Cordelia Fine: The myth of the Lehman Sisters? Sex, testosterone, and financial risk-taking
9 March 2016, 10:30 am - 12:00 pm EST
There is growing scientific interest in the role of testosterone in financial risk-taking – a topic of considerable public interest too, with suggestions that there is “too much testosterone on Wall Street”. Both research and debate is often grounded in an implicit model in which testosterone is presumed to be the proximal mechanism underlying the evolved masculine trait of risk-taking. This talk will identify a number of problems with the underlying assumptions of this model, and report the findings from a meta-analytic study on testosterone and financial risk-taking.
Dr Cordelia Fine is an academic psychologist and writer.
She has been described as “that rare academic who’s also an excellent writer” (Library Journal), a “cognitive neuroscientist with a sharp sense of humour and an intelligent sense of reality” (The Times), “a brilliant feminist critic of the neurosciences” (Times HES), “a science writer to watch”(Metro) and a Myth Busting Hero (CARE).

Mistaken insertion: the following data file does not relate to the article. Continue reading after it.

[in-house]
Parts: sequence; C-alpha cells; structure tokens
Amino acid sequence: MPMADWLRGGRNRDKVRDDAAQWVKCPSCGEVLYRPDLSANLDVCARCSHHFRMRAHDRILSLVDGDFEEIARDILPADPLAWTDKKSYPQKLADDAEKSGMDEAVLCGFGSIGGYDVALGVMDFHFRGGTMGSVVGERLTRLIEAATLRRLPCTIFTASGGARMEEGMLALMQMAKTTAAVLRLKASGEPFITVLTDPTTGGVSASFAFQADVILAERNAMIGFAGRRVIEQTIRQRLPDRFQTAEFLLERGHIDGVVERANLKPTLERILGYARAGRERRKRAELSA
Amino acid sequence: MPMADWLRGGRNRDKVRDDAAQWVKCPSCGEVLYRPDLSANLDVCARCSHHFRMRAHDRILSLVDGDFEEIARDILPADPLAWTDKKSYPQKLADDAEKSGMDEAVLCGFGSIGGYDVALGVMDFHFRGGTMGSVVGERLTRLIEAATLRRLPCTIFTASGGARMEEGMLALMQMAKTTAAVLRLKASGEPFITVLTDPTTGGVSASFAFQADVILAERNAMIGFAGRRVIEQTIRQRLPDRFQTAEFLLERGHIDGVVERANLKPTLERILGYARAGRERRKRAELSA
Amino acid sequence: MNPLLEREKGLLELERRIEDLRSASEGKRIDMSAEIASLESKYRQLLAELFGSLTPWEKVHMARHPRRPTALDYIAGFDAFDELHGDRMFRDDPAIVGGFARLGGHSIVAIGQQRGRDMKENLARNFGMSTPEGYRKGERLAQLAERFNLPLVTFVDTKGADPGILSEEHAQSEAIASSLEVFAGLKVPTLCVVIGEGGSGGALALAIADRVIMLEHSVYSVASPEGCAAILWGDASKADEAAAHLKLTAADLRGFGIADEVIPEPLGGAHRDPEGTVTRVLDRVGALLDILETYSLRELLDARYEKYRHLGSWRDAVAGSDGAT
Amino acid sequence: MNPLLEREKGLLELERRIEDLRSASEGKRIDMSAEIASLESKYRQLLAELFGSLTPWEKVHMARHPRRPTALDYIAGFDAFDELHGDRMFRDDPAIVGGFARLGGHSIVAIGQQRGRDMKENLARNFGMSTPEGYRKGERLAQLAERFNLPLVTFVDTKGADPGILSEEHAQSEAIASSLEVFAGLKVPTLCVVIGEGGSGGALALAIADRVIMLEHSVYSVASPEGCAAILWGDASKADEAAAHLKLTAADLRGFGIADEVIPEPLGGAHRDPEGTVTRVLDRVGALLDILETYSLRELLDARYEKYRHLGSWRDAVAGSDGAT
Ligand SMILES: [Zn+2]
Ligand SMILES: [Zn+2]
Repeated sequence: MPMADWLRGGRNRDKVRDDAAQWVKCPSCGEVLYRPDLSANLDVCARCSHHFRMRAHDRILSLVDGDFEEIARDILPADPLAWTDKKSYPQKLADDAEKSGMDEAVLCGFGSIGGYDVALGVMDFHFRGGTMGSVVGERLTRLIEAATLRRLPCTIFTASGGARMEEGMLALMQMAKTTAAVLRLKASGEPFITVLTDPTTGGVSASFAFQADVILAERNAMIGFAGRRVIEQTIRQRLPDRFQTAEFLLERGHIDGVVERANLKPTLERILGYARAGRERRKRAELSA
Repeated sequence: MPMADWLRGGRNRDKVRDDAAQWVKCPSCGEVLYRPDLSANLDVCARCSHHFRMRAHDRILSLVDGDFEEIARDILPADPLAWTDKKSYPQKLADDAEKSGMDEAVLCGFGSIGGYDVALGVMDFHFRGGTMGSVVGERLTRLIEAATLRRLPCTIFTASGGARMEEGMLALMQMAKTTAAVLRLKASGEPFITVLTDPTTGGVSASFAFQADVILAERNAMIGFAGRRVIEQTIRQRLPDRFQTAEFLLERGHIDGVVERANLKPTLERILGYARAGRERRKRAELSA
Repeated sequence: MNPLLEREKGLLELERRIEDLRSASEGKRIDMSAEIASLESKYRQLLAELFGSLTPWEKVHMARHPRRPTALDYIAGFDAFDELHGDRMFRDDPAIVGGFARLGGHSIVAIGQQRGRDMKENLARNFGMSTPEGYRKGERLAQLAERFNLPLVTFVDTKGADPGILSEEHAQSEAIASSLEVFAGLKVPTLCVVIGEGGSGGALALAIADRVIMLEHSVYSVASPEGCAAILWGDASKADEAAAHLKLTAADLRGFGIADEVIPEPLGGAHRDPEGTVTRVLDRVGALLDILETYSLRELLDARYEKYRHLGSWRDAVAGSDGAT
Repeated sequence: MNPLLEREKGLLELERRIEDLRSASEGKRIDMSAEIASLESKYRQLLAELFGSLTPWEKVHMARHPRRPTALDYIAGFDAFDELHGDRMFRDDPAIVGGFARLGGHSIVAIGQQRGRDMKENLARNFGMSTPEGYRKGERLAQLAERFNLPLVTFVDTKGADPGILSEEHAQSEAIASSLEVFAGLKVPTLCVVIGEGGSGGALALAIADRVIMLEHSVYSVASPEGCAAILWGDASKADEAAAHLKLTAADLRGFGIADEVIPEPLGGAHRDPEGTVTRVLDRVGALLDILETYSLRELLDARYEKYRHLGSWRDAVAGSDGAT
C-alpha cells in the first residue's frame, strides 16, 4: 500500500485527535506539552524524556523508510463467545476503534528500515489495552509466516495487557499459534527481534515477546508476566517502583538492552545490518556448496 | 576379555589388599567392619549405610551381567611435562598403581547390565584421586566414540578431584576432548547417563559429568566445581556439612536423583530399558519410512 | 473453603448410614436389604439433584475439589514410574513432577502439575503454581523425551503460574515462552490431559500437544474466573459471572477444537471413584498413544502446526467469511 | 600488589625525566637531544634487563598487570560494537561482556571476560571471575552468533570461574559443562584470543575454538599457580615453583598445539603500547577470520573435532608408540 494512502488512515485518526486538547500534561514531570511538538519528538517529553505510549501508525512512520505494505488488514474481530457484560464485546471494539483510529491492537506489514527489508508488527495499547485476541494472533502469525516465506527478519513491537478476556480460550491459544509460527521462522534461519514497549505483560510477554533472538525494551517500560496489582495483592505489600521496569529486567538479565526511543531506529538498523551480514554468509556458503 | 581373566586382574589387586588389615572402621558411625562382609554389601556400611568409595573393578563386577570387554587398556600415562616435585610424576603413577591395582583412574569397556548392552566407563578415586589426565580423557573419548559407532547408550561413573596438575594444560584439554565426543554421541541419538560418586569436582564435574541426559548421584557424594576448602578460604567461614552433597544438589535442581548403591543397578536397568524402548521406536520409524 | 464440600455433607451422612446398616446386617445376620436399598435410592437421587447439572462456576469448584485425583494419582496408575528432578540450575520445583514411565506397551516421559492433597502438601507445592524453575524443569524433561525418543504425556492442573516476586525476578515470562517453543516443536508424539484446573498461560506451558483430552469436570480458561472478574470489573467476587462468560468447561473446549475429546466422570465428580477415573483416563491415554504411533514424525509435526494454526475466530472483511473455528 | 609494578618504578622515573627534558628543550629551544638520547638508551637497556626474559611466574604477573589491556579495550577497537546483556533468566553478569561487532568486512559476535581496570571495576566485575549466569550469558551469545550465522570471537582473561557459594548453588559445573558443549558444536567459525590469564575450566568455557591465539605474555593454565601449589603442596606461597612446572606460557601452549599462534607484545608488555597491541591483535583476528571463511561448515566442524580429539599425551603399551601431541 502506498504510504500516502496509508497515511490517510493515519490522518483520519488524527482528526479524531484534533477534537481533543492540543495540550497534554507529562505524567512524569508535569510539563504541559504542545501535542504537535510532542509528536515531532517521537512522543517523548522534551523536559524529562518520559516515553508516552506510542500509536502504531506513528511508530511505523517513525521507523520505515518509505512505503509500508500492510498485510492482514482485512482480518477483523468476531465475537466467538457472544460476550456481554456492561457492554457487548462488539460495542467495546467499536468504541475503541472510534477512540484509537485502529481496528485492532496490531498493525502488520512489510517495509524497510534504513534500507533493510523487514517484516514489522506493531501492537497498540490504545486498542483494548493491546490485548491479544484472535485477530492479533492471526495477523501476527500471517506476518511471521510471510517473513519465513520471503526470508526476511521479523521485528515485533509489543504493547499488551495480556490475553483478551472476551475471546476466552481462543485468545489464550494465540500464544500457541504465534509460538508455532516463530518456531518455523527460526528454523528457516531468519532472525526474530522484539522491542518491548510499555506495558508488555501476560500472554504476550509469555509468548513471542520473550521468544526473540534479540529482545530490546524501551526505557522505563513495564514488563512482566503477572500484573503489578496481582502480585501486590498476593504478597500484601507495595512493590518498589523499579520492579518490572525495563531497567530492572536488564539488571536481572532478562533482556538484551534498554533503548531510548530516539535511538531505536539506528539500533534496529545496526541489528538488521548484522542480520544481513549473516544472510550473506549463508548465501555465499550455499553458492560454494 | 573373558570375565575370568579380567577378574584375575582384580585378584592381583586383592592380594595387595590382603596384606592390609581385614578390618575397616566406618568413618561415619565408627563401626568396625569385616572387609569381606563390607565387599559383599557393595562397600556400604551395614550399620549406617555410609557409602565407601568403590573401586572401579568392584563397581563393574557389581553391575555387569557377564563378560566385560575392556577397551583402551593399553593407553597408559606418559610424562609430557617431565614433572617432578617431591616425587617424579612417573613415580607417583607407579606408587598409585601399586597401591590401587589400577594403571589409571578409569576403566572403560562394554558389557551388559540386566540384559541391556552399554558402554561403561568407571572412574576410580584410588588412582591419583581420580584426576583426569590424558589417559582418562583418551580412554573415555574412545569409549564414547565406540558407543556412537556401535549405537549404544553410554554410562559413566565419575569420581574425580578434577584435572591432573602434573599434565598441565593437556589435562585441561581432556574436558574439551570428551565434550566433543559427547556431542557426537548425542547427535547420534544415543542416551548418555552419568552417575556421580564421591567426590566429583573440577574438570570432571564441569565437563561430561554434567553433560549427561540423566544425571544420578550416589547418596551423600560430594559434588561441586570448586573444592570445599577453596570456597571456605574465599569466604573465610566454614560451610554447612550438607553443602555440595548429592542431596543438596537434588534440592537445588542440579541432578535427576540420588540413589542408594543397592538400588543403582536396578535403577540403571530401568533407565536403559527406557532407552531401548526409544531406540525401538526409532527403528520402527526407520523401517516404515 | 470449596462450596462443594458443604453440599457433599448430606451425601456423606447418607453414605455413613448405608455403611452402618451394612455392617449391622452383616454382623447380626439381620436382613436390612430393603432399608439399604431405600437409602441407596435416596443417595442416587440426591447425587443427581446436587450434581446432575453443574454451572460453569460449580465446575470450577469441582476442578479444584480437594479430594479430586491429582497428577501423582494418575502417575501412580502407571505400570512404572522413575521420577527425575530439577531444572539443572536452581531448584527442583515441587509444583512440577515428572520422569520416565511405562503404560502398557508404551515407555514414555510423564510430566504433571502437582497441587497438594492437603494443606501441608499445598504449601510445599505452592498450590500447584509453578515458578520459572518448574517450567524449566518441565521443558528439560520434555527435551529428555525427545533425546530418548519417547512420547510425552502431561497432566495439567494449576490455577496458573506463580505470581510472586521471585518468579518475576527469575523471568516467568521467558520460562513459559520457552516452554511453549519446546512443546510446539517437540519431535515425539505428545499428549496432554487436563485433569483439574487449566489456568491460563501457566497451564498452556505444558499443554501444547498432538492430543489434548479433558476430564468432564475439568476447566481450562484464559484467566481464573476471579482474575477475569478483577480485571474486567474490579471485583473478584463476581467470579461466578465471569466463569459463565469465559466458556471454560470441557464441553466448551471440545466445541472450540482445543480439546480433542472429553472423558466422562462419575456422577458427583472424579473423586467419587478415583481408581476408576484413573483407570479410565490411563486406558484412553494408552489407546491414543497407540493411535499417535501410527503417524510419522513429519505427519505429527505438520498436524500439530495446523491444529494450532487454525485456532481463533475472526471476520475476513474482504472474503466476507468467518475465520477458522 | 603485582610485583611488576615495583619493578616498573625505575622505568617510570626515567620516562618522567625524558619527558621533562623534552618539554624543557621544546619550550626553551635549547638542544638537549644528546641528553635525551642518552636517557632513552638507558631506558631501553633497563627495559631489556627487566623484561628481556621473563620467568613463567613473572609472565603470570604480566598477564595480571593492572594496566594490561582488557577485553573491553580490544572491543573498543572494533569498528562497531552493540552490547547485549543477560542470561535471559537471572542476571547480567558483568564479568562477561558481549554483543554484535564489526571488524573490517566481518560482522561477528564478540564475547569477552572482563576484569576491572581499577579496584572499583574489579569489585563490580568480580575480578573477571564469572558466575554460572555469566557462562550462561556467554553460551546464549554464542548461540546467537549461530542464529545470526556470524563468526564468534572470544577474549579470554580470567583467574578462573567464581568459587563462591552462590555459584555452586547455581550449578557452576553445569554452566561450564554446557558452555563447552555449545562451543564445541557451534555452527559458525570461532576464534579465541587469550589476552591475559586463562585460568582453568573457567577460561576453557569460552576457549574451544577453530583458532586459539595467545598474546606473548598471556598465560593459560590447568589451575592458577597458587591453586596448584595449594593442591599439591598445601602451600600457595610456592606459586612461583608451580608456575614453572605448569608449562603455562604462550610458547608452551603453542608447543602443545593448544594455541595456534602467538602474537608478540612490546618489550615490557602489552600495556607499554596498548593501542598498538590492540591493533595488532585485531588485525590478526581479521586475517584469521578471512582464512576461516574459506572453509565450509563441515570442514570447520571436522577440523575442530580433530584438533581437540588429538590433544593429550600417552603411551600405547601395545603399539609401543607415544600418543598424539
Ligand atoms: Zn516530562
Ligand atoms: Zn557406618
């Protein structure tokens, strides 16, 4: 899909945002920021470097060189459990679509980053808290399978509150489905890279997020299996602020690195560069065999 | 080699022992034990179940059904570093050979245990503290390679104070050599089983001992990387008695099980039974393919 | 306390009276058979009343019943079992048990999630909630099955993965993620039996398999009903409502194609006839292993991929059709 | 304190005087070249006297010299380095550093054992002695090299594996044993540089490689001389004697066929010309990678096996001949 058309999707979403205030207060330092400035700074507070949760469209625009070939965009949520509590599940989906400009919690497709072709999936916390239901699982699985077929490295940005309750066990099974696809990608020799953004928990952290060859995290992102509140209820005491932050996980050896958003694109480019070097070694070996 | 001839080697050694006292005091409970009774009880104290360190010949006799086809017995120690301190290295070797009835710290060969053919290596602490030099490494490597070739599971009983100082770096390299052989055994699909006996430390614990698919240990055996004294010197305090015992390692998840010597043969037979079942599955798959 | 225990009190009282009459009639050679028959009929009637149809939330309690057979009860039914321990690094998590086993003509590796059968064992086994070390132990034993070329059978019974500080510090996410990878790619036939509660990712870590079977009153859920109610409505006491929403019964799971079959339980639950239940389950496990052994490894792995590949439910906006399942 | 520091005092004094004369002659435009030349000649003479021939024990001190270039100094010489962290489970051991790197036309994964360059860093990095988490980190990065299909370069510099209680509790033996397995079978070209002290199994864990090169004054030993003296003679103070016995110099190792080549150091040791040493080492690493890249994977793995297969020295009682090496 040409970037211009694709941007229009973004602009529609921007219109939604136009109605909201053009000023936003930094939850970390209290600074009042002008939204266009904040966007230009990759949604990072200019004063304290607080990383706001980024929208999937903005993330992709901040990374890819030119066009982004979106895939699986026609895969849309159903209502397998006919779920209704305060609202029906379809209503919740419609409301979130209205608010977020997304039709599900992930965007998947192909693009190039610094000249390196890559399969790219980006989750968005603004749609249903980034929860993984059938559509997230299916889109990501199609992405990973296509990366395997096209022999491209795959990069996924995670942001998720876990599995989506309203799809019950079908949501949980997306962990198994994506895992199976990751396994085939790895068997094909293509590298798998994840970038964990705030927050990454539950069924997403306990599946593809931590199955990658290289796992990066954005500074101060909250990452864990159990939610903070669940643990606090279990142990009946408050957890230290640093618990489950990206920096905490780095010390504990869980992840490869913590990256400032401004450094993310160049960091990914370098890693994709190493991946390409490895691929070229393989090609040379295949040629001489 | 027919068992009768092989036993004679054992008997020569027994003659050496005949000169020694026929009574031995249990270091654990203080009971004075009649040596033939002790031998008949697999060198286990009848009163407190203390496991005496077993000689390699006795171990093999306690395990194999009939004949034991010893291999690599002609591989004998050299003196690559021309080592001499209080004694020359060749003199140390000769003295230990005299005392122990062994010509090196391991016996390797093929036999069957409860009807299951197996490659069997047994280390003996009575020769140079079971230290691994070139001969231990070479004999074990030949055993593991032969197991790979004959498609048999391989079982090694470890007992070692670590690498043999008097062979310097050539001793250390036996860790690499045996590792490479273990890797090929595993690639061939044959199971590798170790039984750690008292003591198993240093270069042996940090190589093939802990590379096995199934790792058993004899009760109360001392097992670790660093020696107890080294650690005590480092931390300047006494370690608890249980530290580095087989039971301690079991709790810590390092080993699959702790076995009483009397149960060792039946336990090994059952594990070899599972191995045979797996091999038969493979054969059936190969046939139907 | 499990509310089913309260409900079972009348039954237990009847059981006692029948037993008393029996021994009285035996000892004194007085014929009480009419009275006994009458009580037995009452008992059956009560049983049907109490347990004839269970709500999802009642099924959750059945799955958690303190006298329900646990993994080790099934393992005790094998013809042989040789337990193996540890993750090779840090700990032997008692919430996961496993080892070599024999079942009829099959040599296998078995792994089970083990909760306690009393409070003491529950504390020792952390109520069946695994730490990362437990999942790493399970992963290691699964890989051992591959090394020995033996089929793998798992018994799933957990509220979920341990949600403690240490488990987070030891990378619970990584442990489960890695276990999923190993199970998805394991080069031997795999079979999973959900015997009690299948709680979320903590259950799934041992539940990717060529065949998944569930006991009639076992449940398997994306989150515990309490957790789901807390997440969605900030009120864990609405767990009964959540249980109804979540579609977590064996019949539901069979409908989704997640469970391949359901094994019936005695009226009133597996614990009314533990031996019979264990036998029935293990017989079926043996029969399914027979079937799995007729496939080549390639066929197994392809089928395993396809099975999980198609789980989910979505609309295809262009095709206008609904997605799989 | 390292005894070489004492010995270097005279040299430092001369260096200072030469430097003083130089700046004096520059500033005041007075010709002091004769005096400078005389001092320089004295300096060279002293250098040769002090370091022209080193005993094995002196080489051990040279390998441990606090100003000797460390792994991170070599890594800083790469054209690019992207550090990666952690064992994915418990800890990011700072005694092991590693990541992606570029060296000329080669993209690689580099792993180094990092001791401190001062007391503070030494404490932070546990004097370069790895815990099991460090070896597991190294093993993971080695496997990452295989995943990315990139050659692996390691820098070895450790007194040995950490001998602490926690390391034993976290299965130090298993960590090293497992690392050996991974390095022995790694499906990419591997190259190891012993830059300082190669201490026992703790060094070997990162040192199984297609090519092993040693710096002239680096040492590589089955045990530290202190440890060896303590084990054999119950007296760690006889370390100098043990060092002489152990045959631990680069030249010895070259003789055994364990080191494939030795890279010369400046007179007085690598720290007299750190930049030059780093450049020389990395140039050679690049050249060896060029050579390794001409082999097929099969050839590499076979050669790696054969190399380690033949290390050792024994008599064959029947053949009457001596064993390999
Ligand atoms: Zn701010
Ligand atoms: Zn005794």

Cordelia’s latest book, Delusions of Gender: How our minds, society, and neurosexism create difference was short-listed for the Victorian Premier’s Literary Award for Non-Fiction, the Best Book of Ideas Prize 2011, the John Llewellyn Rhys Prize 2010 and the biannual international cross-genre Warwick Prize 2013. Cordelia is a regular contributor to the popular media, including the New York Times, Wall Street Journal, Monthly and New Statesman. She also wrote the introduction for the Britannica Guide to the Brain.
Cordelia studied Experimental Psychology at Oxford University, followed by an M.Phil in Criminology at Cambridge University. She was awarded a Ph.D in Psychology from University College London. Between 2002 to 2011 she held research positions at Monash University, the Australian National University, then Macquarie University.
She is currently an ARC Future Fellow in Psychological Sciences and Associate Professor at the Melbourne Business School, University of Melbourne.
Read more about Cordelia Fine.
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